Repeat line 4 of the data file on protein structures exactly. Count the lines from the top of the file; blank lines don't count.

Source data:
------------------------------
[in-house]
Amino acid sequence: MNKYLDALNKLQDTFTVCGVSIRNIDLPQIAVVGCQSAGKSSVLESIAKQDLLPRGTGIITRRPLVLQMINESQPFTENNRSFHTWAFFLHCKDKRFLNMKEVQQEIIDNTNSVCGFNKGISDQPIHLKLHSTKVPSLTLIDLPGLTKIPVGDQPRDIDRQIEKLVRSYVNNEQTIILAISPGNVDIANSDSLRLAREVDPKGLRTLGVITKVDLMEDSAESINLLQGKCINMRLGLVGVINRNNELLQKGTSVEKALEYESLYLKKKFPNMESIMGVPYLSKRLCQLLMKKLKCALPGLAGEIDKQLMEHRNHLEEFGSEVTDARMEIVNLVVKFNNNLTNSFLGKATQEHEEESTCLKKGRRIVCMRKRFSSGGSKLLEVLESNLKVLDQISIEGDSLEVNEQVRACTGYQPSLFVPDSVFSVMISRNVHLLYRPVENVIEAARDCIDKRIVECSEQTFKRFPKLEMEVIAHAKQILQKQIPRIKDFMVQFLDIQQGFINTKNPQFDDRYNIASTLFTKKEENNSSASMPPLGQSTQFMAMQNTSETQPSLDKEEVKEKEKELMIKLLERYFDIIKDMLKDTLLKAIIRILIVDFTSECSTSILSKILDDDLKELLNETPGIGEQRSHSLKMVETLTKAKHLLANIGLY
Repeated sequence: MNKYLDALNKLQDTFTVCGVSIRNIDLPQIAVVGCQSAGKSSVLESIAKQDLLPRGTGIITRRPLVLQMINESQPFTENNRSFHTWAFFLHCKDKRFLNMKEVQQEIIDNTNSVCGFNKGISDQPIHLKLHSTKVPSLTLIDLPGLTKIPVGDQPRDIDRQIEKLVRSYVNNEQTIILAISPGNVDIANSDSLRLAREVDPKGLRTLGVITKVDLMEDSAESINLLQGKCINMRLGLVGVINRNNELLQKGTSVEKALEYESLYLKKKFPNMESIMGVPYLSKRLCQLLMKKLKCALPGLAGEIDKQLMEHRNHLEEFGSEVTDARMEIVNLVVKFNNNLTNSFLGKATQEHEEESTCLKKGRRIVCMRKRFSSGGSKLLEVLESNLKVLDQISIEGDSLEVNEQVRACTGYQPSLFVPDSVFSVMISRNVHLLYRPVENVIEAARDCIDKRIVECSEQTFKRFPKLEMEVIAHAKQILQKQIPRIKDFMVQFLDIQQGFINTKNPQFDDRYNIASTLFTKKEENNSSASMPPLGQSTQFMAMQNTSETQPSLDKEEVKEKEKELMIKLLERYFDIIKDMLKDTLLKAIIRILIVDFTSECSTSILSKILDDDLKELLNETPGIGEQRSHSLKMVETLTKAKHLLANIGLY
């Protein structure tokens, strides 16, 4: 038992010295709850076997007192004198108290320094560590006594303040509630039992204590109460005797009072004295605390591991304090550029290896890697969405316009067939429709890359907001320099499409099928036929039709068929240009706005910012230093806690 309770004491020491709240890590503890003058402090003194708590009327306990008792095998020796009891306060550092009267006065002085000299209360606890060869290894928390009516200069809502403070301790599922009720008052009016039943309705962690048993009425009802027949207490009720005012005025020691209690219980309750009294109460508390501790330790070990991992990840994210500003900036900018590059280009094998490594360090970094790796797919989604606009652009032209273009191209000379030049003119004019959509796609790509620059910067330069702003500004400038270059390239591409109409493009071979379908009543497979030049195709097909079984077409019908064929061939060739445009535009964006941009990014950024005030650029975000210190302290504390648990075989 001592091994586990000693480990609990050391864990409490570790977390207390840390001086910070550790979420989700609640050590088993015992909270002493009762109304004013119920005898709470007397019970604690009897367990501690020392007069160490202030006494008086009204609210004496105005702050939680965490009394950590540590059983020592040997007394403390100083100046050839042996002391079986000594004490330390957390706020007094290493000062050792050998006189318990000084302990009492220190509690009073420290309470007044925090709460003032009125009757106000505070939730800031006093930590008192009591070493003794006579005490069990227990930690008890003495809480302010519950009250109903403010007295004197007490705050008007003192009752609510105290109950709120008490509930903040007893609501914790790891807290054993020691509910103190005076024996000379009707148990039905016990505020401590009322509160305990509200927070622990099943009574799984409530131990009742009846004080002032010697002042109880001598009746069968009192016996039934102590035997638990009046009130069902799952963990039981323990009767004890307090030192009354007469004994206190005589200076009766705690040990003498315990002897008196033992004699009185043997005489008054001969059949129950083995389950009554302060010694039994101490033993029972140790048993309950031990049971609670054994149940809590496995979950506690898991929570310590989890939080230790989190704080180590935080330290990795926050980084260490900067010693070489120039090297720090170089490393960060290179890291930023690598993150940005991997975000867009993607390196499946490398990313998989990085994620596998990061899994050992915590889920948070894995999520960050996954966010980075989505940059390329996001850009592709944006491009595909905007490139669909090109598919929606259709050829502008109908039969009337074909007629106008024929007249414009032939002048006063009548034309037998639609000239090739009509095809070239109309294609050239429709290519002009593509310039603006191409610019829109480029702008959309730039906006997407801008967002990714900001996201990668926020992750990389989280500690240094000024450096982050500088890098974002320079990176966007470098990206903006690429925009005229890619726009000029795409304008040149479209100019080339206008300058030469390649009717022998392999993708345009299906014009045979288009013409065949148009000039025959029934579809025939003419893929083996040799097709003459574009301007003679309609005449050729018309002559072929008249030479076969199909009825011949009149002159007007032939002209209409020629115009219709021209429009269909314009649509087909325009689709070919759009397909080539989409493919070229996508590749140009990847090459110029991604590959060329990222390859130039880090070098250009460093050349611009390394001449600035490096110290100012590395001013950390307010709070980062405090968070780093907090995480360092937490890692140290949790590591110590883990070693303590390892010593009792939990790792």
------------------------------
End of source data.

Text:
């Protein structure tokens, strides 16, 4: 038992010295709850076997007192004198108290320094560590006594303040509630039992204590109460005797009072004295605390591991304090550029290896890697969405316009067939429709890359907001320099499409099928036929039709068929240009706005910012230093806690 309770004491020491709240890590503890003058402090003194708590009327306990008792095998020796009891306060550092009267006065002085000299209360606890060869290894928390009516200069809502403070301790599922009720008052009016039943309705962690048993009425009802027949207490009720005012005025020691209690219980309750009294109460508390501790330790070990991992990840994210500003900036900018590059280009094998490594360090970094790796797919989604606009652009032209273009191209000379030049003119004019959509796609790509620059910067330069702003500004400038270059390239591409109409493009071979379908009543497979030049195709097909079984077409019908064929061939060739445009535009964006941009990014950024005030650029975000210190302290504390648990075989 001592091994586990000693480990609990050391864990409490570790977390207390840390001086910070550790979420989700609640050590088993015992909270002493009762109304004013119920005898709470007397019970604690009897367990501690020392007069160490202030006494008086009204609210004496105005702050939680965490009394950590540590059983020592040997007394403390100083100046050839042996002391079986000594004490330390957390706020007094290493000062050792050998006189318990000084302990009492220190509690009073420290309470007044925090709460003032009125009757106000505070939730800031006093930590008192009591070493003794006579005490069990227990930690008890003495809480302010519950009250109903403010007295004197007490705050008007003192009752609510105290109950709120008490509930903040007893609501914790790891807290054993020691509910103190005076024996000379009707148990039905016990505020401590009322509160305990509200927070622990099943009574799984409530131990009742009846004080002032010697002042109880001598009746069968009192016996039934102590035997638990009046009130069902799952963990039981323990009767004890307090030192009354007469004994206190005589200076009766705690040990003498315990002897008196033992004699009185043997005489008054001969059949129950083995389950009554302060010694039994101490033993029972140790048993309950031990049971609670054994149940809590496995979950506690898991929570310590989890939080230790989190704080180590935080330290990795926050980084260490900067010693070489120039090297720090170089490393960060290179890291930023690598993150940005991997975000867009993607390196499946490398990313998989990085994620596998990061899994050992915590889920948070894995999520960050996954966010980075989505940059390329996001850009592709944006491009595909905007490139669909090109598919929606259709050829502008109908039969009337074909007629106008024929007249414009032939002048006063009548034309037998639609000239090739009509095809070239109309294609050239429709290519002009593509310039603006191409610019829109480029702008959309730039906006997407801008967002990714900001996201990668926020992750990389989280500690240094000024450096982050500088890098974002320079990176966007470098990206903006690429925009005229890619726009000029795409304008040149479209100019080339206008300058030469390649009717022998392999993708345009299906014009045979288009013409065949148009000039025959029934579809025939003419893929083996040799097709003459574009301007003679309609005449050729018309002559072929008249030479076969199909009825011949009149002159007007032939002209209409020629115009219709021209429009269909314009649509087909325009689709070919759009397909080539989409493919070229996508590749140009990847090459110029991604590959060329990222390859130039880090070098250009460093050349611009390394001449600035490096110290100012590395001013950390307010709070980062405090968070780093907090995480360092937490890692140290949790590591110590883990070693303590390892010593009792939990790792």